Scientists have painstakingly recreated a timeline of the ancient Earth by analyzing very ancient rocks; the chemical makeup of such rocks changes according to the conditions they formed under.

    “The interesting thing about it is that prior to the permanent Great Oxygenation Event that happened 2.4 billion years ago, you see evidence in the timeline for these tantalizing little bursts of oxygen, where it looks like Earth was trying to set the stage for this atmosphere,” said Heard, the first author on the paper. “But the existing methods weren’t precise enough to tease out the information we needed.”

    It all comes down to a puzzle.

    As bridge engineers and car owners know, if there’s water around, oxygen and iron will form rust. “In the early days, the oceans were full of iron, which could have gobbled up any free oxygen that was hanging around,” Heard said. Theoretically, the formation of rust should consume any excess oxygen, leaving none to form an atmosphere.

    Heard and Dauphas wanted to test a way to explain how oxygen could have accumulated despite this apparent problem: they knew that some of the iron in the oceans was actually combining with sulfur coming out of volcanoes to form pyrite (better known as fool’s gold). That process actually releases oxygen into the atmosphere. The question was which of these processes “wins.”

    To test this, Heard used state-of-the-art facilities in Dauphas’ Origins Lab to develop a rigorous new technique to measure tiny variations in iron isotopes in order to find out which route the iron was taking. Collaborating with world experts at the University of Edinburgh (SC), he also had to flesh out a fuller understanding of how the iron-to-pyrite pathway works. (“In order to make sulfide and run these experiments, you need understanding colleagues, because you make labs smell like rotten eggs,” Heard said.) Then, the scientists used the technique to analyze 2.6 to 2.3 billion-year-old rocks from Australia and South Africa.

    Their analysis showed that, even in oceans that should have tucked away a lot of oxygen into rust, certain conditions could have fostered the formation of enough pyrite to allow oxygen to escape the water and potentially form an atmosphere.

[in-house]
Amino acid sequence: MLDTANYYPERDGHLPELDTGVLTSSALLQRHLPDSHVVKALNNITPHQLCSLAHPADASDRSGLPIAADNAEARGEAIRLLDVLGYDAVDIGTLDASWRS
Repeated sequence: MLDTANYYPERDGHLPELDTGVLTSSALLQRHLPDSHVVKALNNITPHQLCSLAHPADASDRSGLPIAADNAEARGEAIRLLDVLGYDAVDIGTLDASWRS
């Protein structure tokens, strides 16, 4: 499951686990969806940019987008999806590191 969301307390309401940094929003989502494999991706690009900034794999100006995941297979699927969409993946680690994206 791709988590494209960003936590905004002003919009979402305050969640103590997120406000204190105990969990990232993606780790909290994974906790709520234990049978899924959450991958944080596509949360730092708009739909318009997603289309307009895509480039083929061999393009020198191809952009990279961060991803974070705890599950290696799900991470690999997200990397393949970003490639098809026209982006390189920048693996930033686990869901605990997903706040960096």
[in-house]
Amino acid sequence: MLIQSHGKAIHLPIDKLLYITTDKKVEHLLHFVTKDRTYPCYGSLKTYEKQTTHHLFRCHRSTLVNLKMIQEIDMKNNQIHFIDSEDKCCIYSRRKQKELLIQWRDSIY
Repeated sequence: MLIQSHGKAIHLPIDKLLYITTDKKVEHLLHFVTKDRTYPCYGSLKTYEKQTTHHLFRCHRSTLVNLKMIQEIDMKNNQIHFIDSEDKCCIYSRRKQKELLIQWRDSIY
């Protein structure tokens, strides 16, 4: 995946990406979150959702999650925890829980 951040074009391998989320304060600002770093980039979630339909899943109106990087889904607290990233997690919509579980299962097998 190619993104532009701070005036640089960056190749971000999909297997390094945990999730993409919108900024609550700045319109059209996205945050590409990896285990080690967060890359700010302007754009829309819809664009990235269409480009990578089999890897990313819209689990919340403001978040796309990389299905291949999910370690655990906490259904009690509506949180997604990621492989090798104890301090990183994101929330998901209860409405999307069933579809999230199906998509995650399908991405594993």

“It’s a complicated problem with many moving parts, but we’ve been able to solve one part of it,” said Dauphas.

    “Progress on a problem this enormous is really valuable to the community,” Heard said. “Especially as we’re starting to look for exoplanets, we really need to understand every detail about how our own earth became habitable.”

    As telescopes scan the skies for other planets and find thousands, scientists will need to narrow down which to explore further for potential life. By learning more about the way that Earth became habitable, they can look for evidence of similar processes on other planets.

    “The way I like to think about it is, Earth before the rise of oxygen is the best laboratory we have for understanding exoplanets,” said Heard.

    Funding: NASA, NSF, UChicago Eckhardt Scholarship, Canadian Natural Sciences and Engineering Research Council.

    Collaborator Institutions: CNRS Toulouse (FR), IFREMER (FR), University of Edinburgh (SC), University of California, Riverside.

    See the full article here .

    five-ways-keep-your-child-safe-school-shootings

    Please help promote STEM in your local schools.

    Stem Education Coalition

    U Chicago Campus

    An intellectual destination

    One of the world’s premier academic and research institutions, the University of Chicago has driven new ways of thinking since our 1890 founding. Today, UChicago is an intellectual destination that draws inspired scholars to our Hyde Park and international campuses, keeping UChicago at the nexus of ideas that challenge and change the world.

    The University of Chicago is an urban research university that has driven new ways of thinking since 1890. Our commitment to free and open inquiry draws inspired scholars to our global campuses, where ideas are born that challenge and change the world.

    We empower individuals to challenge conventional thinking in pursuit of original ideas. Students in the College develop critical, analytic, and writing skills in our rigorous, interdisciplinary core curriculum. Through graduate programs, students test their ideas with UChicago scholars, and become the next generation of leaders in academia, industry, nonprofits, and government.

    UChicago research has led to such breakthroughs as discovering the link between cancer and genetics, establishing revolutionary theories of economics, and developing tools to produce reliably excellent urban schooling. We generate new insights for the benefit of present and future generations with our national and affiliated laboratories: Argonne National Laboratory, Fermi National Accelerator Laboratory, and the Marine Biological Laboratory in Woods Hole, Massachusetts.

    The University of Chicago is enriched by the city we call home. In partnership with our neighbors, we invest in Chicago’s mid-South Side across such areas as health, education, economic growth, and the arts. Together with our medical center, we are the largest private employer on the South Side.